Standards Aligned:
Kitchen Orientation
Rituals and Routines
Place of Learning: 
90 minutes
Grade Level: 

ESY Berkeley Teaching Staff
Edible Schoolyard Project
Berkeley, CA

This lesson introduces sixth-grade students to the kitchen classroom. Students meet staff, explore the kitchen, learn the basic rules and systems, and practice setting the table to eat a garden snack. Students mark the transition from the garden to the kitchen by harvesting herbs to make herbal tea that they drink with their snack. While eating, they share a food memory.
Student Learning Goals & Objectives: 

After this lesson, students will be able to:

  • Name and locate the basic tools and equipment in the kitchen.
  • Practice implementing basic kitchen routines.
  • Use descriptive language and sensory details to describe a food memory.

During this lesson, students will:

  • Accurately identify the basic tools and equipment in the kitchen.
  • Set the table, compost food scraps, and correctly utilize the bussing system.
  • Share a personal food memory using descriptive language and sensory details.
Materials & Prep: 
For the Opening
  • Respect in the kitchen visual aid
  • Kitchen Question cards
  • Food memory worksheet
  • Seasonal fruits or vegetables
  • Tea herbs
  • Toolbox
  • Heavy-bottomed pot (for heating water for tea on the stove)
  • Teapot
  • Teacups
  • Tablecloth
  • Water pitchers
  • Cups
  • Plates
  • Napkins
  • Forks
  • Knives
  • Stove (or electric kettle, for heating water for tea)
Before You Begin
  • Create the visual aid
  • Prepare a seasonal garden snack
  • Heat water for tea
  • Coordinate Food Memory activity with students' classroom teacher
    Procedure Steps: 

    Welcome students and divide them into three table groups.

    1. Table groups are color-coded: green, red, and blue. Students remain in the same table group for the duration of their kitchen rotation. 
    2. Introduce kitchen staff, volunteers, and all facilitators of the lesson. Have a student volunteer from each table group choose a question from the question cards to ask each staff member as they introduce themselves.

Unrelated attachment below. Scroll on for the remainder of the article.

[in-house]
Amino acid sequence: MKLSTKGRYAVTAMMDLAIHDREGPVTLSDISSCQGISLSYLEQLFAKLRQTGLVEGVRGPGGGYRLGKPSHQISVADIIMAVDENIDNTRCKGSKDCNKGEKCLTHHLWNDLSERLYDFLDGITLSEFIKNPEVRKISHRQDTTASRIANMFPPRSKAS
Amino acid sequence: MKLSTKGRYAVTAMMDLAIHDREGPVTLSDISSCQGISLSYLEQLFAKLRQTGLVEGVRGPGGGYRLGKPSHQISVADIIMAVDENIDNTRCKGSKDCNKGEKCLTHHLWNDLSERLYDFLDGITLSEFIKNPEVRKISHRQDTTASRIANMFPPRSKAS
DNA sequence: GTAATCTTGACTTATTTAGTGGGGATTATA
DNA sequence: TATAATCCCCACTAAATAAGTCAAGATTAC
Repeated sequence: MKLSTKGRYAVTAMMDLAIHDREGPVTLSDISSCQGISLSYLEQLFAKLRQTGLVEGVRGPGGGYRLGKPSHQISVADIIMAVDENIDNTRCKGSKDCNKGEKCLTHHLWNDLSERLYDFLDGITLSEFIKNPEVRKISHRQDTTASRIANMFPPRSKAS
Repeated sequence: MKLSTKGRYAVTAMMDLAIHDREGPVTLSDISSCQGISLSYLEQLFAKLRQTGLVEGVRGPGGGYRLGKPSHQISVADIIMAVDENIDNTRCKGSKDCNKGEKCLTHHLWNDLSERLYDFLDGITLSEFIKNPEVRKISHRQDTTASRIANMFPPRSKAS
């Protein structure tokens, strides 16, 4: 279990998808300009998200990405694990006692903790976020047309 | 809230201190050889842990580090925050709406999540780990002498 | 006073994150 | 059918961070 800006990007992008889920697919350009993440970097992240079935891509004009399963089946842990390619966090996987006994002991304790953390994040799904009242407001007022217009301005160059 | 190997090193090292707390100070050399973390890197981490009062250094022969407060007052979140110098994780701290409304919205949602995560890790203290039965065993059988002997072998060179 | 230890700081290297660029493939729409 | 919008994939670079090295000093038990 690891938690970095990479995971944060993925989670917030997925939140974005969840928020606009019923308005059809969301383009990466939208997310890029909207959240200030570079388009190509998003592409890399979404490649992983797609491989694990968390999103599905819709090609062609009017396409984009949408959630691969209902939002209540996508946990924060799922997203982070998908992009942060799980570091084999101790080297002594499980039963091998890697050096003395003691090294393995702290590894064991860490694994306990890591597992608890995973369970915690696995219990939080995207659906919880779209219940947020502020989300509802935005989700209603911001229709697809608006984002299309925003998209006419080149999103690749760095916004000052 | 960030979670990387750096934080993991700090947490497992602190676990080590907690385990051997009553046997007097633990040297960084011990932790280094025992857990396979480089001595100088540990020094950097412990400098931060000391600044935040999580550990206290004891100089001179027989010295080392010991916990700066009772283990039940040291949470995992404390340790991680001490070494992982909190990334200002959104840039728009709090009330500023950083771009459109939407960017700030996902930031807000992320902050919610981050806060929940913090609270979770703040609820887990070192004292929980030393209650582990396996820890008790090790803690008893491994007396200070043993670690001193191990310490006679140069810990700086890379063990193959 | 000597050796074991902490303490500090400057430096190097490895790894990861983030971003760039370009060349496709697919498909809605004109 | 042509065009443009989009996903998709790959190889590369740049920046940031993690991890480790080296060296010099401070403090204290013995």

3. Describe what students can expect in the kitchen – cooking and eating together!
    4. Emphasize the students’ transition from the garden to the kitchen, and invite them to share examples of plants they saw growing in the garden throughout the fall. Explain that they’ll get to see how the kitchen and garden interact. "We’ll be eating produce that comes from the garden, which means we’ll be eating 'seasonally'.
    5. Discuss the behavior expectations in the kitchen. Emphasize that the 4B's (Be Safe, Be Respectful, Be Responsible, and Be an Ally) for the kitchen are the same as in the garden and their academic classrooms. 

    Introduce students to the kitchen's infrastructure and systems. 

    1. Break into table groups, and lead a small-group check-in. Explicitly name the rules and expectations for the group check-in:
      • Listen actively to the speaker,
      • Do not interrupt or comment on people’s answers 
      • Move quickly from one speaker to the next 
    2. Pose a check-in question. (e.g. "What is your comfort food?")
    3. Go on a walking tour of important kitchen features and systems (e.g. recycling and compost row, dish tower and tortilla press cabinet, dish cabinet, the altar, spice table, metro shelf, oven, fridge, bussing station and greywater system, and dishwasher.)
      • While on the tour, prompt students to reflect on whether each system is a "kitchen-only" system (e.g. laundry, dishes) or a "kitchen-garden" system (e.g. compost, graywater).
    4. Bring students outside to the herb garden. Have every student pick two leaves to bring inside, wash, and add to a teapot for herbal tea.
    5. Return to table groups and give students time to explore their cooking stations and toolboxes.